Susan Bordo is the author of "Hunger as an Ideology" which talked about advertisements and how they present men and women differently towards food. Whether it is eating it, cooking it, and body shape and size. Bordo's ideology was that advertisers take advantage of women's insecurities by showing women eating alone and eating less while men are eating in great amounts, hearty foods. The real question here is, does Bordo's Ideology hold up against any advertisement?
Behind a mirage of various ads promising "Lose weight" and "control," advertisers have hidden meanings to lure the female customer. Keeping this in mind I found an ad that goes along with exactly Bordo's perspective, which is the idea that women are expected to pass up second helpings, eat small portion, and not be tempted to binge. The ad is a young woman holding a chocolate bar that is supposed to be a meal-replacement energy bar, with a small bite taken from the side.
This picture of a woman eating a chocolate bar, something many women have a passion for, shows her eating in a delicate manner. She is eating a tiny bar and only taken one bite. It clearly shows a women is using control while she is eating. This woman was most definitely concerned about how and what she ate unlike we see men in advertisements who don't worry as much about whether they eat a whole lot. "Men are supposed to have hearty, even voracious, appetites" (Bordo 144).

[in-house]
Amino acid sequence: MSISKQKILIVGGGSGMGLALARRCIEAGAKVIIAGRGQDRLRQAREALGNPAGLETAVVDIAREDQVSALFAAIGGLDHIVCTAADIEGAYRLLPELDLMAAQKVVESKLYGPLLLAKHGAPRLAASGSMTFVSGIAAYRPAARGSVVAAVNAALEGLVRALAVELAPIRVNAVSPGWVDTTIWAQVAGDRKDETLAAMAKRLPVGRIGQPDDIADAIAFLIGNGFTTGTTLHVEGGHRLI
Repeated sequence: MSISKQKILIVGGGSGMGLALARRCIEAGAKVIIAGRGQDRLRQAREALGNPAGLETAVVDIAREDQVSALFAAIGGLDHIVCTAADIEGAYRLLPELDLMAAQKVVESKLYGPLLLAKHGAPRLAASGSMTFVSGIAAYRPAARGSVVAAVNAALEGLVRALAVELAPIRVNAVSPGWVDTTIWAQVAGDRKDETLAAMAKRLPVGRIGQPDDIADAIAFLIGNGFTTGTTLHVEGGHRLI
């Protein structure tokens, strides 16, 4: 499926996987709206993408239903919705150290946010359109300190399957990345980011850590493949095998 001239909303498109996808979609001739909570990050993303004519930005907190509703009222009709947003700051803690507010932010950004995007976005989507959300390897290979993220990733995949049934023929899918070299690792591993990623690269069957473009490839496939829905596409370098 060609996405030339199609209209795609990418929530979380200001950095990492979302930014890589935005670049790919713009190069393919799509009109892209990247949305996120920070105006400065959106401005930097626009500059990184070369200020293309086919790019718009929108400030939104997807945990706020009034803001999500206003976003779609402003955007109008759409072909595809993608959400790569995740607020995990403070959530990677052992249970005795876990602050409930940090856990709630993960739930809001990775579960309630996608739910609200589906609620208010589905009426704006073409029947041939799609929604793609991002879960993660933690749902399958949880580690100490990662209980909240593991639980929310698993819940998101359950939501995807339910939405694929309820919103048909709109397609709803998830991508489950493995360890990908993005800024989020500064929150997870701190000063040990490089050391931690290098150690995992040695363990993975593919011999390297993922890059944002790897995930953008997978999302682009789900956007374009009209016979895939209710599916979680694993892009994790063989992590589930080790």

"Whether unconsciously reproduced or deliberately crafted to appeal to the psychic contradictions and ambivalence of its intended audience, the disparity comes from the recesses of our most sediments, unquestioned notions about gender" (Bordo 170). The woman in the ad is looked upon as being able to control her eating habits, but also able to control herself while on the other hand men eat freely. These types of advertisements work well because society has given them reason to.
In the "Food and Love" section of Bordo's essay she explains how women demonstrate their love for others by baking or preparing...